• Murder In Coweta County: A 1983 made-for-TV movie that told the true story of John Wallace, a wealthy Meriwether County, Georgia land baron, and moonshine runner who, in the 1940s, virtually ruled the county with an iron fist and had the sheriff in his back pocket. He had excessively sadistic and cruel methods of doling out physical punishment toward people who wronged him; for instance, at the beginning of the film, the sheriff catches a black farmhand stealing from Wallace; Wallace directs the farmhand to place his hands and feet in the jambs of the door, then slams the door shut on him repeatedly. (The "altruistic" side of Wallace, which he presented to the community in general, was a mere cover for his true, sinister side. For instance, he regularly attended church, was a member of the choir and church council, and paid for new pews out of his pocket.) The key incident in the film, which happens in April 1948, comes in the first hour of the movie: a sharecropper named Wilson Turner, who ran shine for Wallace, made a little too much money and made his runs a little too often; Wallace finds out and — after beating him severely — orders him off of his land. In retaliation (and perhaps knowing that Wallace would bury him in small-claims court, since Wallace had several judges in his back pocket), Turner steals a prized cow from Wallace's pasture. Sure enough, Wallace finds out and has Turner arrested, but then later decides to drop the charge "on a lack of evidence." Turner is let out of jail, but his freedom is short-lived, as Wallace and three of his thugs are waiting for him at the gas station. Turner hightails it, with Wallace and his buddies in pursuit, and the chase extends into Coweta County, where Turner's truck runs out of gas at the Sunset Tourist Camp; Turner tries to flee but is immediately caught and savagely beaten, creating a disturbance that draws several witnesses. As the men are trying to place Turner in one of the cars, witnesses reportedly saw Wallace pistol-whip Turner atop the head with such force that the gun discharged, likely killing him instantly. It was not good enough for Wallace to merely dispose of Turner's body in a deep well on his property, especially upon learning that hard-nosed Coweta County Sheriff Lamar Potts was investigating the case and — knowing the fatal blow was administered in the adjacent county — he had jurisdiction for the entire series of crimes involving Turner's death. So, Wallace directs two African American farmhands to help extract the body from the well, build a pyre, douse the body and wood with kerosene, moonshine, and gasoline...AND SET EVERYTHING ON FIRE!!!! Wallace cackles evily as he dares Potts to arrest him now, believing that the lack of a body will cast doubt on where Turner was killed. Wallace does not count on bone fragments and brain tissue (the few bits of Turner's body that remained after it was otherwise completely cremated) remaining in both the river and well, and that — plus the testimony of the two farmhands, Wallace's goons refusing to testify in his defense (they were to claim that Turner was still alive when brought back to Meriwether County), Potts persistence in gathering other evidence...and Wallace's own eccentric statement during the trial — led to an eventual guilty verdict and sentencing to death. Even in the last half hour before his execution Nov. 2, 1950, Wallace remains defiant, declaring himself (to an unimpressed Potts) the leader of "The Kingdom" and that he was taught to do everything without conscience or fear of the consequences. His last statement, made in the electric chair moments before his execution, is: "Almighty God, only You know my true heart. Prepare to receive me into Your House." Griffith's portrayal of the ruthless, sadistic, cold-hearted Wallace was critically acclaimed and showed just how callous, mean, and evil this outwardly Christian man truly was.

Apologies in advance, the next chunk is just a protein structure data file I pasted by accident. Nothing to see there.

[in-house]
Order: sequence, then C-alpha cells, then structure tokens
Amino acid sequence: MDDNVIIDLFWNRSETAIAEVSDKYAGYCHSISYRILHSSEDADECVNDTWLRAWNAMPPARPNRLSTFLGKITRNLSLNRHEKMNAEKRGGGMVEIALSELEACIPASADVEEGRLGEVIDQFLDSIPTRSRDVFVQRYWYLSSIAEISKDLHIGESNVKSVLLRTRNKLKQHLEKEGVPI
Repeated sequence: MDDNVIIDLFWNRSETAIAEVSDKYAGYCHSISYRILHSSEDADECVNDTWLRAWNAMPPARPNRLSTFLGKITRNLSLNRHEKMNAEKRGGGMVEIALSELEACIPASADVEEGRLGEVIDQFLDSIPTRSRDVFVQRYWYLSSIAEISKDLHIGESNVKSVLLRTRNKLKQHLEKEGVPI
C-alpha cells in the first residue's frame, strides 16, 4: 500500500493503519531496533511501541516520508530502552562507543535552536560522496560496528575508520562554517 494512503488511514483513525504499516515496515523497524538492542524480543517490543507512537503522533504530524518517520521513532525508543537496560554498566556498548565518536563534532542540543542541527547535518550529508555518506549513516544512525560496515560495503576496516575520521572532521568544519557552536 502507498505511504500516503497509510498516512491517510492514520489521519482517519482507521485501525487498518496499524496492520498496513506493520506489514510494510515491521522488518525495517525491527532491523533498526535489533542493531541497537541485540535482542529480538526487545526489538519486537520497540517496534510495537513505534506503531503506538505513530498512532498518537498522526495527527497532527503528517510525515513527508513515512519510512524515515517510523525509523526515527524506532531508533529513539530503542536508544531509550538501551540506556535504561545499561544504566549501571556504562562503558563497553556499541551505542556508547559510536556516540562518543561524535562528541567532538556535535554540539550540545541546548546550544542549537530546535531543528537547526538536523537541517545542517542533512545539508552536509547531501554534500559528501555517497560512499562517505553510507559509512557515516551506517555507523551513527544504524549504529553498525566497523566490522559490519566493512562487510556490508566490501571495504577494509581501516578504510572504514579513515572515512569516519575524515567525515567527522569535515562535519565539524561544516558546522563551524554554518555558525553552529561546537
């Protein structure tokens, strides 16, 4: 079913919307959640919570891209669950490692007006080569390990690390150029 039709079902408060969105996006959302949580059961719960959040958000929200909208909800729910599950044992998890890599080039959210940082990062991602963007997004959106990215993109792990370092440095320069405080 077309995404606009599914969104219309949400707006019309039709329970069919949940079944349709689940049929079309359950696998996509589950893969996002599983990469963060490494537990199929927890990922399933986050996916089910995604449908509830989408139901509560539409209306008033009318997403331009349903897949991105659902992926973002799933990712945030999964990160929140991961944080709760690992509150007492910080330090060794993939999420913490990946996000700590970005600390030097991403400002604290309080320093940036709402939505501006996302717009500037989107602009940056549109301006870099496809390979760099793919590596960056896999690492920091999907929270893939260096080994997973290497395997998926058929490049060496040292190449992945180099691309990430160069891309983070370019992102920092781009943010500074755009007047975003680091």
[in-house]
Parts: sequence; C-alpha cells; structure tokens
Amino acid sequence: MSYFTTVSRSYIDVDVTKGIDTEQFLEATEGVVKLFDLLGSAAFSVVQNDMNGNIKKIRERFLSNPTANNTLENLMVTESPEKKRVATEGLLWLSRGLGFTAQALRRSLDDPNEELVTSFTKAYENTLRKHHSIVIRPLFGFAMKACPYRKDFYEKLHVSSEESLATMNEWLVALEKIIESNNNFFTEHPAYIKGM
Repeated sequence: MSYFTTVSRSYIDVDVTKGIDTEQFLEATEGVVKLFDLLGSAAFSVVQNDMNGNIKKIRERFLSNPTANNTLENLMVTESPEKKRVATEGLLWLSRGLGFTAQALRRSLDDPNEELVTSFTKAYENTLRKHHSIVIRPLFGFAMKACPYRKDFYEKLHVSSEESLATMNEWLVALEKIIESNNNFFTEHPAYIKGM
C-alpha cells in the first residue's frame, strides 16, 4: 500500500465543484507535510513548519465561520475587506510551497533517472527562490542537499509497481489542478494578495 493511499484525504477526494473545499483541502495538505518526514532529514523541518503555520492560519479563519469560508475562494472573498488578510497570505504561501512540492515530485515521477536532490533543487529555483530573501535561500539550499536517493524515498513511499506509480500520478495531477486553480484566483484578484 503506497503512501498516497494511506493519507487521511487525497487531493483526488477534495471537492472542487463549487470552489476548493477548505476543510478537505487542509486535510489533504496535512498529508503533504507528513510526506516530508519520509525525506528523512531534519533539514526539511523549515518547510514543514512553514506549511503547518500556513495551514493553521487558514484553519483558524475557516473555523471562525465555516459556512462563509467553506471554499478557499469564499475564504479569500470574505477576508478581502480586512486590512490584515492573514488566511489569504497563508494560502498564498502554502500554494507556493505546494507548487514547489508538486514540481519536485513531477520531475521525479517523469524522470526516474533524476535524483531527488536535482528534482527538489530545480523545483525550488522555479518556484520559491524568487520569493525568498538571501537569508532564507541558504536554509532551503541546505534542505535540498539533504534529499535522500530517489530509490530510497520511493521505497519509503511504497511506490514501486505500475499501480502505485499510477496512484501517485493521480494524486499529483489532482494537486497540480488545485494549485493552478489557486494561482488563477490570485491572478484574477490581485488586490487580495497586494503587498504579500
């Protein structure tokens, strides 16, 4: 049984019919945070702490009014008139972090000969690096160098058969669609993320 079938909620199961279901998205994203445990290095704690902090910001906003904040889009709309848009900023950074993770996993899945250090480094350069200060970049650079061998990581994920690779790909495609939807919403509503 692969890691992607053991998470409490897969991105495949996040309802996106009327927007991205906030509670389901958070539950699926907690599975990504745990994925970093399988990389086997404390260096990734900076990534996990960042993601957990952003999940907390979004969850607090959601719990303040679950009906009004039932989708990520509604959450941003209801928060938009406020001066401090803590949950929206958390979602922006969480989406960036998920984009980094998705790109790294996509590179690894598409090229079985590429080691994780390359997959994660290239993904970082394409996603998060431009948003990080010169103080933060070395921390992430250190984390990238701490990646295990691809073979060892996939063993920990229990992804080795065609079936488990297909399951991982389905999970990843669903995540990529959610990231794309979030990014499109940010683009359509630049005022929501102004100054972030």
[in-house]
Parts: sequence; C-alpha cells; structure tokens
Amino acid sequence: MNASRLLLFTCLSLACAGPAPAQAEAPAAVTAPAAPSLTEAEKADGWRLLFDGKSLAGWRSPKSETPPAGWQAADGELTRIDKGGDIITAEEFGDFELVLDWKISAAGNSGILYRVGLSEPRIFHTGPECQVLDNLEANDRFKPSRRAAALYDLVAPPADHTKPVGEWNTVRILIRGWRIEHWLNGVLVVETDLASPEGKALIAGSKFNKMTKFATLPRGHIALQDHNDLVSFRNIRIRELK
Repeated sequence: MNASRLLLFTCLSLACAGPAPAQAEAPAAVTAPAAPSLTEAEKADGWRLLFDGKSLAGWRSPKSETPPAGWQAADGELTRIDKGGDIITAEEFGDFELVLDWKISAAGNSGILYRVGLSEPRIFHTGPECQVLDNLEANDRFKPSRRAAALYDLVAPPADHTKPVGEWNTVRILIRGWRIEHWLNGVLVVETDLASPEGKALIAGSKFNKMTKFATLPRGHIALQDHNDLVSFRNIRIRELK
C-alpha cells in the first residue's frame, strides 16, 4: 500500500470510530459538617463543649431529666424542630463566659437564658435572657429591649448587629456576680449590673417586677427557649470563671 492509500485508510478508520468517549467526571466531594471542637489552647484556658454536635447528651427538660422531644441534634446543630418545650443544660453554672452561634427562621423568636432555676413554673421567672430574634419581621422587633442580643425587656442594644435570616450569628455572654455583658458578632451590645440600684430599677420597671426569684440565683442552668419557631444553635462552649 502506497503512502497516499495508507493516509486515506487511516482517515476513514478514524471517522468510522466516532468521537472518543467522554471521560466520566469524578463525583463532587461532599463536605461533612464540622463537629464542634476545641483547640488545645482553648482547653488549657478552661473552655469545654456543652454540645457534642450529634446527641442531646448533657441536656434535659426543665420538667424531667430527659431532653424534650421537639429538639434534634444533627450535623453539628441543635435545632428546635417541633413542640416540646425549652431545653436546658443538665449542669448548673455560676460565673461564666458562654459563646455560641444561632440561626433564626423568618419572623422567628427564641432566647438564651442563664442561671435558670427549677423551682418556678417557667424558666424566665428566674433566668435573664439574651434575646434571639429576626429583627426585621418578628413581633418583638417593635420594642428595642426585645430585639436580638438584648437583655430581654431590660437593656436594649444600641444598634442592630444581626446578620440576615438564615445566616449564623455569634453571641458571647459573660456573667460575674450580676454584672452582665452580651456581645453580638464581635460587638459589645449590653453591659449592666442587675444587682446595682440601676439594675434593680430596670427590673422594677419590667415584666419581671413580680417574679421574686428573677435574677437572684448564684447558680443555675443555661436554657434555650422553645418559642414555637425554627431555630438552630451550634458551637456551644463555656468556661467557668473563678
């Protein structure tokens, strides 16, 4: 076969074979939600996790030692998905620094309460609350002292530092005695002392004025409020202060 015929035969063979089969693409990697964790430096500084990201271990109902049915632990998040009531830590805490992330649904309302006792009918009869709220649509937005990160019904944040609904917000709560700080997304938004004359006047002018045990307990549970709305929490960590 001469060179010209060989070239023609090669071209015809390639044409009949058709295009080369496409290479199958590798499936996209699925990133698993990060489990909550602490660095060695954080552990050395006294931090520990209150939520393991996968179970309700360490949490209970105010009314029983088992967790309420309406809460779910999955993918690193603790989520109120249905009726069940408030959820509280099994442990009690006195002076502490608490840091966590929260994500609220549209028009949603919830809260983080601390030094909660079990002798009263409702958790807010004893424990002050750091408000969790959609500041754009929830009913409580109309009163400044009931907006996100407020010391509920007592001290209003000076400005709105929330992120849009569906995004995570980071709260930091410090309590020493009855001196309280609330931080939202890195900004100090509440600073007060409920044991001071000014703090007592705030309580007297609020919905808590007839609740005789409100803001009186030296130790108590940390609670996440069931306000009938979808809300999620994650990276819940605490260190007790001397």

• Follow-ups: the three men that helped Wallace beat Turner to death pleaded guilty as accessories to murder and were sentenced to life in prison; they each would be released after serving seven years. The Meriwether County sheriff — also an accomplice to murder — pleaded not guilty, but died before being brought to trial; a guilty verdict surely would have meant a life sentence, and removal from office.